There are many chicken varieties, all with their own individual characteristics, feather colourings and different sizes. Most chickens are friendly and relatively easy to keep.
Chicken varieties of average sizes are quite happy to live in a yard or garden as they are unable to fly and not overly agile. All varieties prefer to have shelter from the wind and rain as well as somewhere to sleep and rest.
All chickens need to be kept safe from predators such as foxes, skunks and owls especially at night where they should be kept in a chicken shed in order to keep them safe.
Some chicken varieties lay more eggs than others and depending on the breed will produce eggs of different sizes and colours. Other chickens are bred for dual purposes, meaning that they are kept for their eggs and for their use as table meat.
For those who are new to keeping chickens Rhode Island Reds, Orpingtons and Plymouth Rocks are ideal beginners birds. These are all quite friendly birds which lay a reasonable amount of eggs and are happy to be left to roam and scratch around in a yard or garden.
There are seven different chicken varieties of Plymouth Rocks, they are docile birds and make a good farm chicken. The Plymouth Rock chicken continues to lay eggs throughout the winter months, although the amount of eggs does decrease slightly.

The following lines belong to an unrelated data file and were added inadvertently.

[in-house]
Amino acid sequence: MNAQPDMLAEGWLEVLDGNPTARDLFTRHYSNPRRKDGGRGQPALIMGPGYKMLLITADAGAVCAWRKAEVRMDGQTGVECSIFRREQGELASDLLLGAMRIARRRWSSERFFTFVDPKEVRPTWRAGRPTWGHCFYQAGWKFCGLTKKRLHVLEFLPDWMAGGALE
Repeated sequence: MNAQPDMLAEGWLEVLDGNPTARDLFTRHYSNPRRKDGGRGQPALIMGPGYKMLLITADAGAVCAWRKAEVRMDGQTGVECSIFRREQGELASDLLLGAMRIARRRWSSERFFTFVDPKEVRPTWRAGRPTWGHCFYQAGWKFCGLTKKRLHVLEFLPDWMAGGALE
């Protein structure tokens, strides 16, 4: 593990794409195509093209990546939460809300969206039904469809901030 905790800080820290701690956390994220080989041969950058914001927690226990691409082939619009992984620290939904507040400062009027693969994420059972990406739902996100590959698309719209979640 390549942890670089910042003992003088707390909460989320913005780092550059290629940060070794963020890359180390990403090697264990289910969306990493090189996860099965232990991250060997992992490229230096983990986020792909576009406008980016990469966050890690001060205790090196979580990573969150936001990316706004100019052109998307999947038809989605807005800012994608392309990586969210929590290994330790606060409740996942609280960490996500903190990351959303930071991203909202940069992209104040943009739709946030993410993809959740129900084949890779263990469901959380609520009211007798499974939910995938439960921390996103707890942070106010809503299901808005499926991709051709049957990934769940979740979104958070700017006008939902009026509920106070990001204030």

Rhode Island Reds are tough, hardy birds which are able to withstand illness. They are prolific egg layers and are also utility birds, raised for their meat, they are excellent foragers when free range as well as being raised as show birds.
The Silkie chicken varieties are commonly bred as pets due to their delightful appearance and friendly temperament. They make good mothers but will only lay several clutches of eggs before attempting to hatch them.
Egg production is poor due to their broodiness and as they have dark meat they are not often raised for their meat. Slikies originate from China where they are still raised for their meat.
New Hampshire chicken varieties are mainly raised for their plump meat rather than egg production. They are deep chestnut brown in colour and a competitive, aggressive bird.
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